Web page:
Beesource Beekeeping Forums banner
1 - 10 of 10 Posts

·
Registered
Joined
·
178 Posts
Discussion Starter · #1 ·
I had an idea about how to do this and I wanted to know if you all could give me some suggestions:

The inside height of my TBHs is 10 inches, (inside width is 18 inches - same as a Lang) - so I thought I'd place all the bars with combs into a deep and add a medium UNDERneath. If I was lucky, the bees would continue to build below and I could remove the top deep with combs by the time winter sets in. I'd probably have to leave it on all winter if there is honey stored.

There would be no inside cover (the top bars being the roof) so I couldn't feed in the conventional way.

Does this sound logical?
 

·
Registered
Joined
·
178 Posts
Discussion Starter · #3 ·
I'd be grateful if you gave me the reasons behind your suggestion.

I'd also be grateful if you'd comment on my original question, if you are able.

Thanks.
 

·
Registered
Joined
·
194 Posts
A beekeeper I know is experimenting with TBHs and has built one with a top dimension the same as a Langstroth hive. (it will hold 10 TB frames) Next spring he intends to try supering it with medium supers. I thought it would be a little wobbly, but he has a plan for it. He'll start in the spring to give his bees time to build up for winter. He didn't say if he would over-winter in this arrangement or try it just for honey production. He also didn't say if he would start it as a split or try it with a swarm or cut out.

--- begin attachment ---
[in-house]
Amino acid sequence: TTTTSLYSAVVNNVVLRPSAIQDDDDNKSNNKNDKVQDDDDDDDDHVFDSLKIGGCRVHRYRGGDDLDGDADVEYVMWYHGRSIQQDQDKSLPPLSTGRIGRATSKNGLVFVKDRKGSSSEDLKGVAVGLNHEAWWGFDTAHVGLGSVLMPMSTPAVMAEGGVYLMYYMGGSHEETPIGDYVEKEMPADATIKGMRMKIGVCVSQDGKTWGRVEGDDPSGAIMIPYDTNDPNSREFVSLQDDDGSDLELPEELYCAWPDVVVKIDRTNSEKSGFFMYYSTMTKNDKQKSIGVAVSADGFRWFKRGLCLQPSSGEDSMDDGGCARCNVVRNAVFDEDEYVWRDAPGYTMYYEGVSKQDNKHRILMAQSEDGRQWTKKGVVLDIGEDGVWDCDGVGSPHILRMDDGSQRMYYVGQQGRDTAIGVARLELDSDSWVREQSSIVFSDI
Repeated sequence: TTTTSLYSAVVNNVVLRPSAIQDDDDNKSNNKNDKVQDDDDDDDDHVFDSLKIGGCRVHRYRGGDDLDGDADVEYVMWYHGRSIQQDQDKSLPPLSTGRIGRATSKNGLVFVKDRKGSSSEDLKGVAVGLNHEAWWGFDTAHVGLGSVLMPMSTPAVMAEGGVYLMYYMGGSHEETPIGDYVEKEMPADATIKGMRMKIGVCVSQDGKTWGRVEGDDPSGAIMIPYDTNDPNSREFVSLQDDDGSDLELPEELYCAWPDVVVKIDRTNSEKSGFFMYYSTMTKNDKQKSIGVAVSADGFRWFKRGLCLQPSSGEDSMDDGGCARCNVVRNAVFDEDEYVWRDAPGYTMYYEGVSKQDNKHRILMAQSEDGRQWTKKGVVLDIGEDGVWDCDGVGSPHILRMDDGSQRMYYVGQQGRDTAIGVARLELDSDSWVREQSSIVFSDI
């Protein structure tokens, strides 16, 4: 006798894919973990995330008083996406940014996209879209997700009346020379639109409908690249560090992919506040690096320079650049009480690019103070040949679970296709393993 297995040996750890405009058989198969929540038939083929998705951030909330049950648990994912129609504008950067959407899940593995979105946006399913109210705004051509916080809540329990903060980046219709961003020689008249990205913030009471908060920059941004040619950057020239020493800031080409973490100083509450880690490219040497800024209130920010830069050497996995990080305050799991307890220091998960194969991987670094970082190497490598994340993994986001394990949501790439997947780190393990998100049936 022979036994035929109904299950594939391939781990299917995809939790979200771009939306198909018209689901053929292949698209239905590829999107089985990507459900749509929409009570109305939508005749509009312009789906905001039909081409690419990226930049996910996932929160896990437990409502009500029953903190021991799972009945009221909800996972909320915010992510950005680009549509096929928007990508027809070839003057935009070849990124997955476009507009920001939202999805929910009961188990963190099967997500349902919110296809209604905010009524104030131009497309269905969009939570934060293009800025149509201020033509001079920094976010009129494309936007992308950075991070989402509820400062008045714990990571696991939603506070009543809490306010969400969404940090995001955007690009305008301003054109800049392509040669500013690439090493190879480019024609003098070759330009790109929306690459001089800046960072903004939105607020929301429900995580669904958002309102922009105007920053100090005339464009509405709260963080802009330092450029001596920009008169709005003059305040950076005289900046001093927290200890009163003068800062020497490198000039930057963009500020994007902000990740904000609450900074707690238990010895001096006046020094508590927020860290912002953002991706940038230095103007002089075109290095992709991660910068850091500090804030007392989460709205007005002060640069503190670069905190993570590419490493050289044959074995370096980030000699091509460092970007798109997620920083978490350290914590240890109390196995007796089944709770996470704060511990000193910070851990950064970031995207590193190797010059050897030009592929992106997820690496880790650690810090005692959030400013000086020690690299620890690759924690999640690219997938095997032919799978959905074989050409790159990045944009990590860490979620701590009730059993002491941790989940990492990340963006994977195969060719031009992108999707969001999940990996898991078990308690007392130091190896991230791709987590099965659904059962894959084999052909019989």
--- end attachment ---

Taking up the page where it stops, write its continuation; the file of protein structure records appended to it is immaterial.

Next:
I would tend to agree that it's too late to do something this drastic right now. As stated before, it would probably be easier to get bees to draw out frames above than try to force them down. IMO

BB
 

·
Registered
Joined
·
2,425 Posts
Is the idea for the box below because you have comb a hair too deep to place in the standard deep Lang? If that's the case, and you need to move these frames, you could make a shim to run around the bottom to raise the deep up perhaps 3/4" or so. Or you could trim the bottom of the combs a bit.

I have some deep combs built on top bars in deep nuc, with standard space between the bars. The bees folowed the straight sides and didn't seem to bother to attach to the sides of the nucs. (Good girls!) But these combs were drawn square edged to fill the space. Am I correct that you would be putting angled comb into the deep? That would leave a lot of open air space for the winter around the comb.

What's the width of your bars? Could you space them apart like a standard Lang frame to let bees pass through, up into a space above an inner cover for feeding or place feed across the top bars?

Your bees are getting ready to shut down comb production soon. I see mine slowing down now, though I'm a bit further north than you. I wouldn't plan on the bees doing much more until spring. I don't believe they could draw a full medium of comb to create their winter broodnest in. Are you thinking of overwintering them in a single medium?

Wayne
 

·
Registered
Joined
·
178 Posts
Discussion Starter · #6 ·
People are making very good points. And I thank you all. Probably be more sensible and safer to just let them overwinter in the TBHs and revisit this in spring.